Startups and the perils of porn

Fantastical, unrealistic and it makes investors go blind

Last night I received an email from a founder I’ve been helping over the past few months. A few words of wisdom about their branding. Nudging them to focus on metrics that matter. Some common sense and honest feedback, a couple of introductions — nothing I wouldn’t do for any startup that asked for help.

Last night, the founder emailed me again:

Just putting together our next-round investment pitch deck. We were wondering if we could possibly put your name down as a mentor to us?

It would have been easy to say yes. I’d have my ego stroked, I’d be associated with (what I believed) was a strong team and a compelling product and it would have fleshed out their team of advisors. Where was the harm?

I have to be honest, I think it’s a little disingenuous to include me on the deck. I’m well enough known that any one of a number of angels and VCs could pick up the phone and ask how I’m involved — I’d have to be straight and say I’m not really, which doesn’t help your cause.
There are teams I have a formal relationship with, and then there are plenty of other founders I help out where I can with advice— and I’m really happy to do that, by the way! However, if teams are going to use my name when raising, I have to draw a line somewhere.
That’s not a pitch and I’m certainly not asking for anything — I’m happy to help out on an adhoc basis as I have been, but I don’t think it’s good to misrepresent the relationship when investors are involved; they’ll poke and prod and you don’t want that backfiring.
Hope that’s ok.

Thankfully the founder took the email in the spirit it was intended, and so today I’ve spent some time providing feedback on the presentation deck before the team pitched to investors. (Obviously there are no names included above, but the team were happy for me to reproduce the conversation.)

However, it highlighted a problem that far too many startups suffer from — an addiction to pitch porn.

Like regular porn, pitch porn is very easy on the eye (your tastes may vary accordingly), completely disconnected from real life and degrading to others.

And like regular porn, pitch porn can kill relationships.

You’ll know pitch porn when you see it, when the founder starts pimping out brands and clients, filling slides with third-party logos to impress their audience. Next is the slide of mentors and advisors — smart people in sharp headshots, evangelists and entrepreneurs, sector specialists, plenty of grey hair, maybe a Googler or two.

That’s not to say that all startup presentations are fantasy, because that certainly isn’t the case — but depending on the scruples of the founders, the truth may have been stretched pretty thin.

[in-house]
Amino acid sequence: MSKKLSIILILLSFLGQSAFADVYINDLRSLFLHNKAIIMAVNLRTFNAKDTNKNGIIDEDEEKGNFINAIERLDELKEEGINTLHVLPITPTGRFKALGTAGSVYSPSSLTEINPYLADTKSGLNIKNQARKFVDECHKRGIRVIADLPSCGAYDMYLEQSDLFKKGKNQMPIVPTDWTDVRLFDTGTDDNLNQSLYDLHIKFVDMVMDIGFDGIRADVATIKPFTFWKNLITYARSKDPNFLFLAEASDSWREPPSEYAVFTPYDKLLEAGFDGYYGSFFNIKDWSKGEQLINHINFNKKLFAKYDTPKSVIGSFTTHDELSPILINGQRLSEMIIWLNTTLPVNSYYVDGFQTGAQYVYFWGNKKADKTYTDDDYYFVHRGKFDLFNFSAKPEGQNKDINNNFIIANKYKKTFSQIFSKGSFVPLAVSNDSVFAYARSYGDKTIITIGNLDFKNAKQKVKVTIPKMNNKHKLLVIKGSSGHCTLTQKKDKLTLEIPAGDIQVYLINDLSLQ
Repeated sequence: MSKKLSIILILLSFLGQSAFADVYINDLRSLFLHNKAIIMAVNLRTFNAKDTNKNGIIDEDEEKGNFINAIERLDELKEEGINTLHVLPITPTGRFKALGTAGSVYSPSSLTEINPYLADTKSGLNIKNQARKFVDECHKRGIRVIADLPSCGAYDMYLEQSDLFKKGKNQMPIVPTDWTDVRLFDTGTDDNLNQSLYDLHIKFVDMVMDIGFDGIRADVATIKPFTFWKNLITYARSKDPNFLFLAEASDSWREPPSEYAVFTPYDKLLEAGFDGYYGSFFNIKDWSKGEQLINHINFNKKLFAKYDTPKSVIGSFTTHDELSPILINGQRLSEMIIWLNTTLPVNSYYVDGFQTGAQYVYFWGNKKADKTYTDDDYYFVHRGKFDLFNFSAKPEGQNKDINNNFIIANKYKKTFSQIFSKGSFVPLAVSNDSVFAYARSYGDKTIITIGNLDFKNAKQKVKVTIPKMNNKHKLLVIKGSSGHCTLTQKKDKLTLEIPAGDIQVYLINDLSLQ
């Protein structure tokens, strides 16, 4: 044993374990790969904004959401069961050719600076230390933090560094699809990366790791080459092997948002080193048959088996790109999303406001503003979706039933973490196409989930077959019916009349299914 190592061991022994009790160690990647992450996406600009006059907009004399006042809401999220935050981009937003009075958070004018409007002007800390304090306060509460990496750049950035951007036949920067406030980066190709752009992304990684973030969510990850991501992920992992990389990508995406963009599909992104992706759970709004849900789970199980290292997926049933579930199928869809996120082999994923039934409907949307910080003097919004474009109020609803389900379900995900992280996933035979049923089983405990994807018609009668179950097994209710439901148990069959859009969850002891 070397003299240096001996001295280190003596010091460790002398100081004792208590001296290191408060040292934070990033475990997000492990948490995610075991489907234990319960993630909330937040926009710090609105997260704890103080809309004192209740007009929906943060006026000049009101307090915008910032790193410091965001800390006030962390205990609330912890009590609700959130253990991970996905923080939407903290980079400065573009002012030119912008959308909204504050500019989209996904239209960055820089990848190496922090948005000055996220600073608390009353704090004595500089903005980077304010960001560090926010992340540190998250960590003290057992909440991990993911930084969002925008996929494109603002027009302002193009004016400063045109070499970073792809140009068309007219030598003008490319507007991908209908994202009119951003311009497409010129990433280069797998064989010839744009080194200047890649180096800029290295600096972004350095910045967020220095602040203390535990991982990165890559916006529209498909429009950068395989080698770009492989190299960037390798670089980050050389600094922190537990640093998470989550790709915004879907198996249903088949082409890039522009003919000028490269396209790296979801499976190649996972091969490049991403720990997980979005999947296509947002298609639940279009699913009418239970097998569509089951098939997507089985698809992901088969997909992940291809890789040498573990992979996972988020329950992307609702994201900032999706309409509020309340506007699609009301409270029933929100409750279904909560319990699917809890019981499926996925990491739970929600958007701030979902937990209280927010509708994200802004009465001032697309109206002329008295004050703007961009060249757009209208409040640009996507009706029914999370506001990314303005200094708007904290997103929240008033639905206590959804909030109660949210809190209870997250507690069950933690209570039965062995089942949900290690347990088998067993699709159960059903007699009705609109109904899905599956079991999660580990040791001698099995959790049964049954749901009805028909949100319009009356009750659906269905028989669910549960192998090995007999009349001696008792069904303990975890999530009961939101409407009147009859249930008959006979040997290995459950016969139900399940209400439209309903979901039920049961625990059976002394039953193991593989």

Those third parties described as “customers” are so often free trials, or perhaps they merely signed up to the startup’s newsletter — but that classes as a customer, right? In other instances, a brand may have replied to a founder’s initial email —a scenario less accurately but all too commonly described as “in negotiations”.

And let’s take another look at those advisors. Have they invested? Do they have an equity stake? What formal commitments have they agreed to undertake? Or did they once reply to an email? Were they hassled into meeting for coffee in Ozone a week last Tuesday?

Playing fast and loose with pitch porn happens at every startup contest. It’s a dangerous game. Recently a team presented to Ignite’s investors at final interviews for our accelerator programme. One team included a slide of companies they claimed to be paying customers. Unfortunately for them, one of Ignite’s investors knew the founder of one of those companies.

Before the team had finished their presentation, the investor had emailed the founder:

We’ve just been pitched by these guys and they say you use them??
Do you?
Any good?

And before the team had finished the interview, the founder had replied:

Definitely not using it.

The interview didn’t end well.

We have a rule at Ignite that we expect all teams to follow when pitching:

No pornography allowed.

If a team boasts about mentors and advisors in their presentation deck, we expect there to be a formal agreement in place. For a third party brand or business to be identified as a customer or a partner, we expect invoices to have been issued, contracts to have been signed — or a Heads of Terms to have been agreed at the very least.

It’s very tempting for a new team with limited resources and dwindling funds to take shortcuts, but it’s so important to stay honest, because it makes you work harder to secure the deals that matter. The world is too small and it’s too easy to get caught doing otherwise.

There’s a time and a place for porn, but it’s not on stage in front of an audience. The last thing you want is to be caught with your pants down.

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